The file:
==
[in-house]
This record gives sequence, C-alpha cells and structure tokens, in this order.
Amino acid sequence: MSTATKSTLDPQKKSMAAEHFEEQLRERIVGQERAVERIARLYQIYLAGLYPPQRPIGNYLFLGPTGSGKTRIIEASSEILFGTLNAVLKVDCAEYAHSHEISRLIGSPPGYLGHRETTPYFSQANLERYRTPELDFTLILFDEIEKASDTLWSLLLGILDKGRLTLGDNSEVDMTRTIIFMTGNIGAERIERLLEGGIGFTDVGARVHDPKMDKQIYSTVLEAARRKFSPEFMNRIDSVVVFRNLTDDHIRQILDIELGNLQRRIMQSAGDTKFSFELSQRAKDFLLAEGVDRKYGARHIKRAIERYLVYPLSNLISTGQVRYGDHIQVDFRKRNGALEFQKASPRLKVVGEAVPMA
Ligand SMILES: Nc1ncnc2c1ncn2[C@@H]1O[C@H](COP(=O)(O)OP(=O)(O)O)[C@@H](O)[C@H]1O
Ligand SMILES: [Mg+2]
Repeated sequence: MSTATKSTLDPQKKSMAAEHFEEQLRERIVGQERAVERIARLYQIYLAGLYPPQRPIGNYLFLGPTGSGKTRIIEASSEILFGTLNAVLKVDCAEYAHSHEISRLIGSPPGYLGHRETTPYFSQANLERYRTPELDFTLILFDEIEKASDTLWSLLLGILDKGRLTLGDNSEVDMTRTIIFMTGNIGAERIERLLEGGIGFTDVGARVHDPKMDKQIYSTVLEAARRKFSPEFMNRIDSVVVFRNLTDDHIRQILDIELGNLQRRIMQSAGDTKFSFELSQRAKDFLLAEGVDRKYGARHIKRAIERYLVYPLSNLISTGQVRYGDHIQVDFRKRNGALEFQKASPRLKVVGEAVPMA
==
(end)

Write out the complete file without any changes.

[in-house]
This record gives sequence, C-alpha cells and structure tokens, in this order.
Amino acid sequence: MSTATKSTLDPQKKSMAAEHFEEQLRERIVGQERAVERIARLYQIYLAGLYPPQRPIGNYLFLGPTGSGKTRIIEASSEILFGTLNAVLKVDCAEYAHSHEISRLIGSPPGYLGHRETTPYFSQANLERYRTPELDFTLILFDEIEKASDTLWSLLLGILDKGRLTLGDNSEVDMTRTIIFMTGNIGAERIERLLEGGIGFTDVGARVHDPKMDKQIYSTVLEAARRKFSPEFMNRIDSVVVFRNLTDDHIRQILDIELGNLQRRIMQSAGDTKFSFELSQRAKDFLLAEGVDRKYGARHIKRAIERYLVYPLSNLISTGQVRYGDHIQVDFRKRNGALEFQKASPRLKVVGEAVPMA
Ligand SMILES: Nc1ncnc2c1ncn2[C@@H]1O[C@H](COP(=O)(O)OP(=O)(O)O)[C@@H](O)[C@H]1O
Ligand SMILES: [Mg+2]
Repeated sequence: MSTATKSTLDPQKKSMAAEHFEEQLRERIVGQERAVERIARLYQIYLAGLYPPQRPIGNYLFLGPTGSGKTRIIEASSEILFGTLNAVLKVDCAEYAHSHEISRLIGSPPGYLGHRETTPYFSQANLERYRTPELDFTLILFDEIEKASDTLWSLLLGILDKGRLTLGDNSEVDMTRTIIFMTGNIGAERIERLLEGGIGFTDVGARVHDPKMDKQIYSTVLEAARRKFSPEFMNRIDSVVVFRNLTDDHIRQILDIELGNLQRRIMQSAGDTKFSFELSQRAKDFLLAEGVDRKYGARHIKRAIERYLVYPLSNLISTGQVRYGDHIQVDFRKRNGALEFQKASPRLKVVGEAVPMA